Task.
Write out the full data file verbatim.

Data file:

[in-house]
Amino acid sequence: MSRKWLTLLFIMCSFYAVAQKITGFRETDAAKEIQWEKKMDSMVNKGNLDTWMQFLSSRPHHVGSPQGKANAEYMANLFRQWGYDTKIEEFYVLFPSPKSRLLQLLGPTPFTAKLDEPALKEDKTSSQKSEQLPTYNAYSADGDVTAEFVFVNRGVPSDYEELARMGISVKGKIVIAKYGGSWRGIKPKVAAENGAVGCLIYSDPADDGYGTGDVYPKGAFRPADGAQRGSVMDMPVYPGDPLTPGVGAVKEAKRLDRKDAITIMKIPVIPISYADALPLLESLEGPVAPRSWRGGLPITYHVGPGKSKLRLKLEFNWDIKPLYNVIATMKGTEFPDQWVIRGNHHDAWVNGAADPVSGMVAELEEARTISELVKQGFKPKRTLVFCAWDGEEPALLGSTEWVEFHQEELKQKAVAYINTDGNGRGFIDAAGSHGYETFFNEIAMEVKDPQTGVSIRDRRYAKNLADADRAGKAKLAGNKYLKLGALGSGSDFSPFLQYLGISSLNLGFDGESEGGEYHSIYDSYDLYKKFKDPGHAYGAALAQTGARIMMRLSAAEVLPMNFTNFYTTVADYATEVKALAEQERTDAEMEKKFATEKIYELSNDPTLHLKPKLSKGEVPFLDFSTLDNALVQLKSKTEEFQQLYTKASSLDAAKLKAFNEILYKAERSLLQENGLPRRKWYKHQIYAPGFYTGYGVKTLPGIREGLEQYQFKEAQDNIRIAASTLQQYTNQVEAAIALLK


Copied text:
[in-house]
Amino acid sequence: MSRKWLTLLFIMCSFYAVAQKITGFRETDAAKEIQWEKKMDSMVNKGNLDTWMQFLSSRPHHVGSPQGKANAEYMANLFRQWGYDTKIEEFYVLFPSPKSRLLQLLGPTPFTAKLDEPALKEDKTSSQKSEQLPTYNAYSADGDVTAEFVFVNRGVPSDYEELARMGISVKGKIVIAKYGGSWRGIKPKVAAENGAVGCLIYSDPADDGYGTGDVYPKGAFRPADGAQRGSVMDMPVYPGDPLTPGVGAVKEAKRLDRKDAITIMKIPVIPISYADALPLLESLEGPVAPRSWRGGLPITYHVGPGKSKLRLKLEFNWDIKPLYNVIATMKGTEFPDQWVIRGNHHDAWVNGAADPVSGMVAELEEARTISELVKQGFKPKRTLVFCAWDGEEPALLGSTEWVEFHQEELKQKAVAYINTDGNGRGFIDAAGSHGYETFFNEIAMEVKDPQTGVSIRDRRYAKNLADADRAGKAKLAGNKYLKLGALGSGSDFSPFLQYLGISSLNLGFDGESEGGEYHSIYDSYDLYKKFKDPGHAYGAALAQTGARIMMRLSAAEVLPMNFTNFYTTVADYATEVKALAEQERTDAEMEKKFATEKIYELSNDPTLHLKPKLSKGEVPFLDFSTLDNALVQLKSKTEEFQQLYTKASSLDAAKLKAFNEILYKAERSLLQENGLPRRKWYKHQIYAPGFYTGYGVKTLPGIREGLEQYQFKEAQDNIRIAASTLQQYTNQVEAAIALLK